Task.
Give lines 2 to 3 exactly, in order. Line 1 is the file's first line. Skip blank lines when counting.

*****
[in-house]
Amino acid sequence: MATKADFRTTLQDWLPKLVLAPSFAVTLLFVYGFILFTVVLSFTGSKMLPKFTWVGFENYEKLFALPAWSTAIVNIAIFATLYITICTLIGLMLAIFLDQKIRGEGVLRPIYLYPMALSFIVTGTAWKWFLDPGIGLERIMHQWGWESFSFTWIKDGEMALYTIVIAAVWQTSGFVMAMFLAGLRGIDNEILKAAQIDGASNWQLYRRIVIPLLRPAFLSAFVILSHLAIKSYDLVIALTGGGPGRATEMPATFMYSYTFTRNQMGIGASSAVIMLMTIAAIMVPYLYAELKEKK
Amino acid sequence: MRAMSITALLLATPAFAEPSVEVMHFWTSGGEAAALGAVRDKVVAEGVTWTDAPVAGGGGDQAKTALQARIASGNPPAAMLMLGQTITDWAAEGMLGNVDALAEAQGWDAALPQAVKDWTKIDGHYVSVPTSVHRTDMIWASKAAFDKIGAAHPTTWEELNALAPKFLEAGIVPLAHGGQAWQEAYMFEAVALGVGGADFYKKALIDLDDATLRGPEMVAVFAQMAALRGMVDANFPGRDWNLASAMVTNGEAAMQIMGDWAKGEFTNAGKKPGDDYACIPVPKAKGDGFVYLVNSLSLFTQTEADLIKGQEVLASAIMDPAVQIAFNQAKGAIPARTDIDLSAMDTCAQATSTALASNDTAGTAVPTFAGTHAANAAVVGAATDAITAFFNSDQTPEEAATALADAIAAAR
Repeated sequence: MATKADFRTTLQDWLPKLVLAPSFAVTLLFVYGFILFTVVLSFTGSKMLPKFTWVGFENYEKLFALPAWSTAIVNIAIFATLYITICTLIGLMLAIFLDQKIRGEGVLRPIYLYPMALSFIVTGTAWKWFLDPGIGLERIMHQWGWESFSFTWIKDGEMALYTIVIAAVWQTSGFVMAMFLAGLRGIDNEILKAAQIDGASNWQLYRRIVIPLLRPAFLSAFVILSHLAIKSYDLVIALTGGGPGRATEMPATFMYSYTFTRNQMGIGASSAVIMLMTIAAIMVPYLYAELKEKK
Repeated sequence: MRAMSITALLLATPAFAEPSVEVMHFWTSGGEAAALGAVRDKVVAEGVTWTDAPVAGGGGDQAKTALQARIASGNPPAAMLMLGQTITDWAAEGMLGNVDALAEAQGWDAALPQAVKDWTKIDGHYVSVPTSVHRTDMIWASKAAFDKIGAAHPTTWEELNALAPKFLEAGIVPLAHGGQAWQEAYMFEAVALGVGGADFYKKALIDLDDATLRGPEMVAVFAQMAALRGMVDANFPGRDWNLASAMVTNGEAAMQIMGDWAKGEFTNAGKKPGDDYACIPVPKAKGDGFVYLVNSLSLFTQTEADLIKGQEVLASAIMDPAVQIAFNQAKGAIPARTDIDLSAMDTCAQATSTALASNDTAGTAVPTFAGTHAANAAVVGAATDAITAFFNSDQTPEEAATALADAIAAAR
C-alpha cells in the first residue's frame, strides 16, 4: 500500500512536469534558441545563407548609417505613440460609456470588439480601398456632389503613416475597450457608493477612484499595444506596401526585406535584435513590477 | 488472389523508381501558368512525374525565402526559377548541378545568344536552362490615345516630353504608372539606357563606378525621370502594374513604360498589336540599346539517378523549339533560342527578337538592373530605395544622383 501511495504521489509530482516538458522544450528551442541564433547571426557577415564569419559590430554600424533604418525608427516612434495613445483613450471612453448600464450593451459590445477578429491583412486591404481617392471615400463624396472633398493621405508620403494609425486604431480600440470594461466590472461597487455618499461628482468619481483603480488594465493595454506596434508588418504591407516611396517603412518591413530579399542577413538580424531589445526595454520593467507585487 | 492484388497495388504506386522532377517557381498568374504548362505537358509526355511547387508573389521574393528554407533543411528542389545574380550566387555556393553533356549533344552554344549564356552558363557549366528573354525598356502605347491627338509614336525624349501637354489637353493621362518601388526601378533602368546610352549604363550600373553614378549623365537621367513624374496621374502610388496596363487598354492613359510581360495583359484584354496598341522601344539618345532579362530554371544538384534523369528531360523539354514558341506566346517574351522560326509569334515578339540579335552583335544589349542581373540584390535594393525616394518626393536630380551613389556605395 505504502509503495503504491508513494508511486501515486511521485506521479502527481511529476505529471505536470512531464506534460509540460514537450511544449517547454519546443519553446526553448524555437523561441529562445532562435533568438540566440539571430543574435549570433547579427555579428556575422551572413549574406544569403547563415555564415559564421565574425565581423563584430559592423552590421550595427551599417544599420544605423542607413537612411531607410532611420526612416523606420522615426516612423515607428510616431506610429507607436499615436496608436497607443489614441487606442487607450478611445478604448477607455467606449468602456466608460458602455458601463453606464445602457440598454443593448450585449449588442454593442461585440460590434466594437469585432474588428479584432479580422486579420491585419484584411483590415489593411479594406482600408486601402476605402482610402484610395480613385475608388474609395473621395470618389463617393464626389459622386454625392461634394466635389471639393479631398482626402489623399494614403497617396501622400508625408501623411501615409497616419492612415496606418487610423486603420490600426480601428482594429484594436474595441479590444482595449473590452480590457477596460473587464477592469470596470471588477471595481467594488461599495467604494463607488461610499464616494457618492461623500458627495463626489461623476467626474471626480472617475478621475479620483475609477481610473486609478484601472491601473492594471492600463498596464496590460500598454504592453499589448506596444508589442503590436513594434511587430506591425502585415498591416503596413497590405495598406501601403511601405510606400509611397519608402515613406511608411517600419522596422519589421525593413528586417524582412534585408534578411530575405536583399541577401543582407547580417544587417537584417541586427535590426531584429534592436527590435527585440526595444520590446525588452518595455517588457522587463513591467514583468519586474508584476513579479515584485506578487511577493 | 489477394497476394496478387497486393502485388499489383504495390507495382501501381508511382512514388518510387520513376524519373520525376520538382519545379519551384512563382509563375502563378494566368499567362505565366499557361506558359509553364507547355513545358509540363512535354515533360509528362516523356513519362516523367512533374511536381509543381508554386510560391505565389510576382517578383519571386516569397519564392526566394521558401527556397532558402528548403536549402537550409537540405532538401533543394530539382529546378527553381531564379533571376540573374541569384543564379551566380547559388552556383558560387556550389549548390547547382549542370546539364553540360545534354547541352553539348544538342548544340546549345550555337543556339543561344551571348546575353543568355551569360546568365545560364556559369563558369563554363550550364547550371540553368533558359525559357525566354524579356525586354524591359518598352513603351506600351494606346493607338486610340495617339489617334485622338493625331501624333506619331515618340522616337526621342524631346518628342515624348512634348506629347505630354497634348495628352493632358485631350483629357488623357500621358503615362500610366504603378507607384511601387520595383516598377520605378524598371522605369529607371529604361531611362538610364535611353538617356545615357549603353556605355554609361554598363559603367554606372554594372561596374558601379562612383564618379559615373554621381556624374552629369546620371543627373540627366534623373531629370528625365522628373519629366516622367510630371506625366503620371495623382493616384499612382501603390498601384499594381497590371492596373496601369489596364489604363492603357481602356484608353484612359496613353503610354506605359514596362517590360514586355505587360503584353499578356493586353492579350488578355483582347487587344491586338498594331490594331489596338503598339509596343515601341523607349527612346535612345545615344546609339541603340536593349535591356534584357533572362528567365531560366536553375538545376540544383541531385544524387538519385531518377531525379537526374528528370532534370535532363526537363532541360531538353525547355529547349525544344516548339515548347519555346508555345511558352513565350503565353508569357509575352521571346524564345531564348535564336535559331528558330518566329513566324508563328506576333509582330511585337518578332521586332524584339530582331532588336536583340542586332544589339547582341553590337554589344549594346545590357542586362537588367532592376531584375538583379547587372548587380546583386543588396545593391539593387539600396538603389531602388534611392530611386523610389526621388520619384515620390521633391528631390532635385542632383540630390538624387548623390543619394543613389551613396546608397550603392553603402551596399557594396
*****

Amino acid sequence: MATKADFRTTLQDWLPKLVLAPSFAVTLLFVYGFILFTVVLSFTGSKMLPKFTWVGFENYEKLFALPAWSTAIVNIAIFATLYITICTLIGLMLAIFLDQKIRGEGVLRPIYLYPMALSFIVTGTAWKWFLDPGIGLERIMHQWGWESFSFTWIKDGEMALYTIVIAAVWQTSGFVMAMFLAGLRGIDNEILKAAQIDGASNWQLYRRIVIPLLRPAFLSAFVILSHLAIKSYDLVIALTGGGPGRATEMPATFMYSYTFTRNQMGIGASSAVIMLMTIAAIMVPYLYAELKEKK
Amino acid sequence: MRAMSITALLLATPAFAEPSVEVMHFWTSGGEAAALGAVRDKVVAEGVTWTDAPVAGGGGDQAKTALQARIASGNPPAAMLMLGQTITDWAAEGMLGNVDALAEAQGWDAALPQAVKDWTKIDGHYVSVPTSVHRTDMIWASKAAFDKIGAAHPTTWEELNALAPKFLEAGIVPLAHGGQAWQEAYMFEAVALGVGGADFYKKALIDLDDATLRGPEMVAVFAQMAALRGMVDANFPGRDWNLASAMVTNGEAAMQIMGDWAKGEFTNAGKKPGDDYACIPVPKAKGDGFVYLVNSLSLFTQTEADLIKGQEVLASAIMDPAVQIAFNQAKGAIPARTDIDLSAMDTCAQATSTALASNDTAGTAVPTFAGTHAANAAVVGAATDAITAFFNSDQTPEEAATALADAIAAAR